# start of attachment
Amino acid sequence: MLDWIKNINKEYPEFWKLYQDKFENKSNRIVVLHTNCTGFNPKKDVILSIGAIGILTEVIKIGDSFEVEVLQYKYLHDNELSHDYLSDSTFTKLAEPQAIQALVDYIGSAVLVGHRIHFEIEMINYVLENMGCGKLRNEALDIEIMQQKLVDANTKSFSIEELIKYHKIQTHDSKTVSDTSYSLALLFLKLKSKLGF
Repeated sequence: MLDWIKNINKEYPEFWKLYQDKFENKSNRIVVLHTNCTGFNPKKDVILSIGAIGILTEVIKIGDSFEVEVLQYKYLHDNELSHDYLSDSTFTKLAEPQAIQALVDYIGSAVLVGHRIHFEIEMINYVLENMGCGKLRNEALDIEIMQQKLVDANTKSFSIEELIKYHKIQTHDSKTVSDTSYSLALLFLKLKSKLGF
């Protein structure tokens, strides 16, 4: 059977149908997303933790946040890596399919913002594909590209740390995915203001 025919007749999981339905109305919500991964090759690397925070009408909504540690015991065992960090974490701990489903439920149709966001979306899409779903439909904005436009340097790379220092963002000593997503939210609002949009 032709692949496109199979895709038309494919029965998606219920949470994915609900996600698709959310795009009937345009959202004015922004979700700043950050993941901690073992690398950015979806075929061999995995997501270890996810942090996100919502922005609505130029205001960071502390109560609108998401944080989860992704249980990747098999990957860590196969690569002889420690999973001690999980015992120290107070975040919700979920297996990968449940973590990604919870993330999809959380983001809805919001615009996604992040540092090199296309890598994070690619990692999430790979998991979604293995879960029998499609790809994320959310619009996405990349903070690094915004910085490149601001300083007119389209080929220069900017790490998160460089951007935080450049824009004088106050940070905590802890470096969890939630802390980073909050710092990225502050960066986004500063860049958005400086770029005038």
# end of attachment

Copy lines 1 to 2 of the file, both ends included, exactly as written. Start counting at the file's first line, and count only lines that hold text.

Amino acid sequence: MLDWIKNINKEYPEFWKLYQDKFENKSNRIVVLHTNCTGFNPKKDVILSIGAIGILTEVIKIGDSFEVEVLQYKYLHDNELSHDYLSDSTFTKLAEPQAIQALVDYIGSAVLVGHRIHFEIEMINYVLENMGCGKLRNEALDIEIMQQKLVDANTKSFSIEELIKYHKIQTHDSKTVSDTSYSLALLFLKLKSKLGF
Repeated sequence: MLDWIKNINKEYPEFWKLYQDKFENKSNRIVVLHTNCTGFNPKKDVILSIGAIGILTEVIKIGDSFEVEVLQYKYLHDNELSHDYLSDSTFTKLAEPQAIQALVDYIGSAVLVGHRIHFEIEMINYVLENMGCGKLRNEALDIEIMQQKLVDANTKSFSIEELIKYHKIQTHDSKTVSDTSYSLALLFLKLKSKLGF